Previous cancer linked to long term heightened risk of cardiovascular disease
Cancer survivors may be at long term heightened risk of subsequent cardiovascular disease, irrespective of traditional underlying risk factors, suggest the findings of a large UK Biobank study, published online in the journal Heart. Those with previous breast or blood cancers may be at greatest risk, the findings indicate.
Shared vascular risk factors as well as the treatments and biological processes related to the cancer itself are all associated with a heightened risk of incident cardiovascular disease among cancer survivors, note the researchers.
But most of the evidence to date suggests that the highest risk of cardiovascular complications arises in the first year after diagnosis. Few studies have looked at potential longer term risks or included cardiovascular imaging to pinpoint cardiovascular system damage that hasn't yet resulted in symptoms.
To plug these knowledge gaps, the researchers assessed the cardiovascular health of 18,714 UK Biobank participants with a previous diagnosis of a common cancer—lung (313), breast (9,531), prostate (3,291), blood (2,230), uterine (937), or bowel (2,412)—and compared them with the same number of UK Biobank participants without any history of cancer, and matched for age and traditional vascular risk factors.
The average age of all the participants was 62, and around two-thirds were women. Their cardiovascular health was tracked, using linked health records, for nearly 12 years.
Factors associated with worse cardiovascular health—including smoking, high blood pressure, and excess weight—were common among those with a previous cancer diagnosis. Nearly 1 in 10 of those with lung, uterine, and bowel cancers had diabetes. Pre-existing cardiovascular disease was also relatively common (18%; 3,289).
Almost a third of cancer survivors developed one of the following during the monitoring period: ischemic heart disease; stroke; abnormal heart rhythm (atrial fibrillation); heart failure; impaired electrical signaling or mechanical heart problems (non-ischemic cardiomyopathies); blood clots in the veins, arteries, or lungs; inflammation of the lining around the heart (pericarditis).
The highest rates of new cardiovascular disease occurred in those with lung (49.5%), blood (48.5%), and prostate (41%) cancers, with new cases of ischemic heart disease, atrial fibrillation, and heart failure the most common types of cardiovascular disease across all cancers.
During the monitoring period, 19% of the cancer survivors died, compared with 8.5% of those in the comparison group. Cardiovascular disease was the primary cause of death in 1 in 12 of the cancer survivors who died.
MRI scan results for 1,354 of the study participants also showed that the size and function of the heart among the cancer survivors had substantially changed for the worse, irrespective of underlying vascular risk factors.
Blood cancer survivors had significantly increased risks of developing all the cardiovascular disease types considered compared with their peers without cancer. Clinically significant changes in the size and function of their hearts were also evident on MRI scans.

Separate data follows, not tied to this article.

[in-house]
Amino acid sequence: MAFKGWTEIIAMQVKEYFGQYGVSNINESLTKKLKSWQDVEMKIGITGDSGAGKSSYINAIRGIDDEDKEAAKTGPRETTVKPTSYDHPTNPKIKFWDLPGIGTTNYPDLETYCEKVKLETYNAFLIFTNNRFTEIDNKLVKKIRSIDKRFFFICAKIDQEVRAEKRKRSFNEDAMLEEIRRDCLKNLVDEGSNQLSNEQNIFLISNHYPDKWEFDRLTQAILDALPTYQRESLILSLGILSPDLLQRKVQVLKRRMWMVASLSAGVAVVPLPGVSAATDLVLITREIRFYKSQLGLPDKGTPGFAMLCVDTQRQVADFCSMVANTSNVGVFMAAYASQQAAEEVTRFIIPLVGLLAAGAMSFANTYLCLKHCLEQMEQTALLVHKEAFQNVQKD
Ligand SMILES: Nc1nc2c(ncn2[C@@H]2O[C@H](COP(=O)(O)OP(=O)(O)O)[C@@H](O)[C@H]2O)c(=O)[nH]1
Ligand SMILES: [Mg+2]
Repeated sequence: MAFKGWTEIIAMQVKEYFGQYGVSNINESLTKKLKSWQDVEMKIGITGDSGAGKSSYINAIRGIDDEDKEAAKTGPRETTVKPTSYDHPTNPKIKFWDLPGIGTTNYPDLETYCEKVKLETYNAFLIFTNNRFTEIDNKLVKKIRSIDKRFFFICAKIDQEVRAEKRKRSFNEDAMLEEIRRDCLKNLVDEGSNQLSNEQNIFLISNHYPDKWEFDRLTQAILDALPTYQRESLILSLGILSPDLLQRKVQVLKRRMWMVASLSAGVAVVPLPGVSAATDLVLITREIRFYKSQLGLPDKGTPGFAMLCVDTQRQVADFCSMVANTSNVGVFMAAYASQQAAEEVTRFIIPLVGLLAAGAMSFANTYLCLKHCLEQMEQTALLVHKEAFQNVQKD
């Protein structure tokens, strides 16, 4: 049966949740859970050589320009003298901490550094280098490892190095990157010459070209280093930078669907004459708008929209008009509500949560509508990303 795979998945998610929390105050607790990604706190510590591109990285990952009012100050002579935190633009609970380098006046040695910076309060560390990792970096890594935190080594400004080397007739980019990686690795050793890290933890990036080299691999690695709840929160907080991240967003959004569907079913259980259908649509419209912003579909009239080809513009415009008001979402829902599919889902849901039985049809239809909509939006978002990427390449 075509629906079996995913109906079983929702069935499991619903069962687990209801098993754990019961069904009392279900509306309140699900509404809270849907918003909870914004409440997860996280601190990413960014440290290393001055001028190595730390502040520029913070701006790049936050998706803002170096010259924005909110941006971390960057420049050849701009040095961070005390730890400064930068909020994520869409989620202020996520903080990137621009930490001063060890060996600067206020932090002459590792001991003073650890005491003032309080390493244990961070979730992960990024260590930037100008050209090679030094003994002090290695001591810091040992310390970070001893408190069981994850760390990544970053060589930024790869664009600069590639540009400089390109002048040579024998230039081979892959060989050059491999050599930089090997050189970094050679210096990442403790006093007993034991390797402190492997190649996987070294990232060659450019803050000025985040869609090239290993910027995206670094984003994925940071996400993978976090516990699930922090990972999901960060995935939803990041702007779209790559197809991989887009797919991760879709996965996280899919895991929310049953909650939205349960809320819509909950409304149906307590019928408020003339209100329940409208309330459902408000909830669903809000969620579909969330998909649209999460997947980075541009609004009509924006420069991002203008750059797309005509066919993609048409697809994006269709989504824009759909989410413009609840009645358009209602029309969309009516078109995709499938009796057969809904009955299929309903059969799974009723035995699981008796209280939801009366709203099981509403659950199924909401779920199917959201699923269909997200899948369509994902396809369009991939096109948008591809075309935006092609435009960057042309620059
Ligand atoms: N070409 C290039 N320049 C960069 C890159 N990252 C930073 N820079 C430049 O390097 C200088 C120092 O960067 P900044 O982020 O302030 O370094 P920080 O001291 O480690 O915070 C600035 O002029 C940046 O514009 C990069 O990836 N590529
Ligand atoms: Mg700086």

Patients with blood cancers are exposed to chemotherapies known to be harmful to heart tissue, as well as radiotherapy that targets the chest wall overlying the heart, explain the researchers.
Similarly, breast cancer survivors had a heightened risk of developing—and dying from—heart failure and non-ischemic cardiomyopathies, as well as being diagnosed with pericarditis. Their scans were also more likely to show evidence of functional heart changes.
"These observations likely reflect cardiotoxicity linked to breast cancer therapies," point out the researchers, adding that these people were also 8 times more likely to die of disease associated with high blood pressure.
This is an observational study, and as such, can't establish cause. The researchers also acknowledge various limitations to their findings, including small numbers of lung and uterine cancer survivors and no information on cancer grade, stage, or specific treatments.
Most of the UK Biobank study participants are also white, so the findings might not apply to people of other ethnic backgrounds, they note.
Nevertheless, they conclude, "Importantly, we demonstrate that past cancer confers an increased risk of cardiovascular events, independent of traditional vascular risk factors and that this risk may extend several years beyond the initial cancer diagnosis."
Their findings show "particular vulnerability of individuals with past breast and hematological cancer, who appeared at greatest risk, both with regards to risk of incident clinical disease and adverse cardiac remodeling," they add.
In a linked editorial, Professor José Banchs of the University of Colorado School of Medicine, U.S., and Dr. Tara Lech from Beth Israel Lahey Health emphasize, "The importance of heart disease in patients undergoing cancer care cannot be understated, but also how critical it becomes to prioritize a care continuum after cancer is survived."
"The fantastic progress in the treatment and even cure of malignancies has undoubtedly highlighted the need for post-cancer care like never before," paving the way for more tailored care, they write.
More information: Incident cardiovascular events and imaging phenotypes in UK Biobank participants with past cancer, Heart (2023). DOI: 10.1136/heartjnl-2022-321888
Jose Banchs et al, Cardiovascular phenotypes and incident cardiovascular events in people with previous cancer, Heart (2023). DOI: 10.1136/heartjnl-2022-322230 , heart.bmj.com/content/early/20 … heartjnl-2022-322230